26. Psychological Egoism • Egoists respond that as parents and friends we are doing what we want to do – so we are still acting selfishly. • As parents and as friends to others, we derive satisfaction out of these acts and this suggests that selfishness underlies even the most beneficent acts.

  27. Psychological Egoism • These responses fail because • People do things they don’t necessarily want to do. • The responses confuse the intention or purpose for acting with the feelings or reactions that follow from the act itself.

  28. Utilitarian Ethics • Roots of utilitarian thinking can be found in Thomas Hobbes (1588-1679), David Hume (1711-1776), and Adam Smith (1723-1790). • Classic formulations of Utilitarianism are found in the writings of Jeremy Bentham (1748-1832) and John Stuart Mill (1806-1873).

  29. Utilitarian Ethics • The theory tells us that we can determine the ethical significance of any action by looking to the consequences of that act. • Maximizing the overall good or The Greatest Good for the Greatest Number of People • Utilitarianism provided strong support for democratic institutions and policies.

  30. Utilitarian Ethics • Government and social institutions exist for the well-being of all people, not to further the interest of the monarch – or the wealthy elite. • The economy exists to provide the highest standard of living for the greatest number of people, not to create wealth for a privileged few.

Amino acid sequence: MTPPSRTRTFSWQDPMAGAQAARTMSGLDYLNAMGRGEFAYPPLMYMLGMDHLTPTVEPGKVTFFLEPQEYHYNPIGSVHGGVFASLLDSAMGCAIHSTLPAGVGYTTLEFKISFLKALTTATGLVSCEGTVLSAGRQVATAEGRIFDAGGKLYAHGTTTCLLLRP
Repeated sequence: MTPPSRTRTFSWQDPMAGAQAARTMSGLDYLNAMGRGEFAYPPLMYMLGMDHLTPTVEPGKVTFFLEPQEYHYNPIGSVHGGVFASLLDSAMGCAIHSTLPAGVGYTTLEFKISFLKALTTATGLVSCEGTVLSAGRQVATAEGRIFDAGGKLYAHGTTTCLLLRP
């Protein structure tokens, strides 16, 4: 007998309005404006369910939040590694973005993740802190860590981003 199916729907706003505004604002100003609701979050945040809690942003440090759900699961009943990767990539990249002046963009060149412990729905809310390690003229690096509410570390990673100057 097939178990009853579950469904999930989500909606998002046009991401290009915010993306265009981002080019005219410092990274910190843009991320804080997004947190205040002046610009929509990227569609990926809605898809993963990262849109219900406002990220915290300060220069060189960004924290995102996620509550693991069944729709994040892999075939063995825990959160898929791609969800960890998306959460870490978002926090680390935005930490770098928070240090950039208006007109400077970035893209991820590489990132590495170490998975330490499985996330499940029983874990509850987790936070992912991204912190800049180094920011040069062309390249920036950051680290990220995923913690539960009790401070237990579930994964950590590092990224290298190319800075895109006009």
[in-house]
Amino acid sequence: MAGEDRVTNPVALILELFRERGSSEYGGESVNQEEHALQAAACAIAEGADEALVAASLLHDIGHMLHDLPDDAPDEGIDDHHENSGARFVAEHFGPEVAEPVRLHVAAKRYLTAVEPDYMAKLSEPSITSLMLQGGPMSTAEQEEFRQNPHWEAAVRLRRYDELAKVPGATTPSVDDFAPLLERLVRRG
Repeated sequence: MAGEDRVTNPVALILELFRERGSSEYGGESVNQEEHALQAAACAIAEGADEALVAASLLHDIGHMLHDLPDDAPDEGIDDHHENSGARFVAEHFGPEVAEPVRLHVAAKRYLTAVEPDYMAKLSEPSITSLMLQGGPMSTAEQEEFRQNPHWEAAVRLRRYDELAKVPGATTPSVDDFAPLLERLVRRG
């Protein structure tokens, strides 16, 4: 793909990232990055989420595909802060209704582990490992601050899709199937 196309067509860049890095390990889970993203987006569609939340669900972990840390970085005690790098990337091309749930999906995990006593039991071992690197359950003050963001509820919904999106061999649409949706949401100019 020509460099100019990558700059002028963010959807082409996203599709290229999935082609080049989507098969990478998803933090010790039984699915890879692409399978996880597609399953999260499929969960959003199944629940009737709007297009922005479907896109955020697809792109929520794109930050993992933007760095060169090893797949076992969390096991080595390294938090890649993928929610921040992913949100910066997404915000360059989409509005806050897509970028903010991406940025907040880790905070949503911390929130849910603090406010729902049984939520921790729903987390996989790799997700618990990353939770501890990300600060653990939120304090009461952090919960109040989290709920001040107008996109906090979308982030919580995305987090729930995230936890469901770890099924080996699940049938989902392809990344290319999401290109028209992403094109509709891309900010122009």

31. Utilitarian Ethics • Utilitarianism looks at the consequences of actions. • Utilitarianism is pragmatic: no one is ever right or wrong in every situation. It all depends on the consequences. • Utilitarians acknowledge two kinds of value: instrumental value and intrinsic value. • If we judge our acts in terms of their consequences, then we must have some independent standard for deciding between good and bad consequences…There must be some intrinsic value by which we can judge the consequences of our acts.

  32. Utilitarian Ethics • Jeremy Bentham argued that only pleasure, or at least the absence of pain was intrinsically valuable. • Happiness must be understood in terms of pleasure and the absence of pain. • Unhappiness must be understood to be the presence of pain and the absence of pleasure. • Pleasure and pain are the two fundamental motivational factors of human nature.

  33. Utilitarian Ethics Bentham reasoned: Only pleasure and the absence of pain is valued for its own sake. Only pleasure and the absence of pain are good; more pleasure (or less pain) is better and maximum pleasure (or minimum pain) is best. Therefore, maximizing pleasure is the fundamental, objective, and indisputable ethical principle.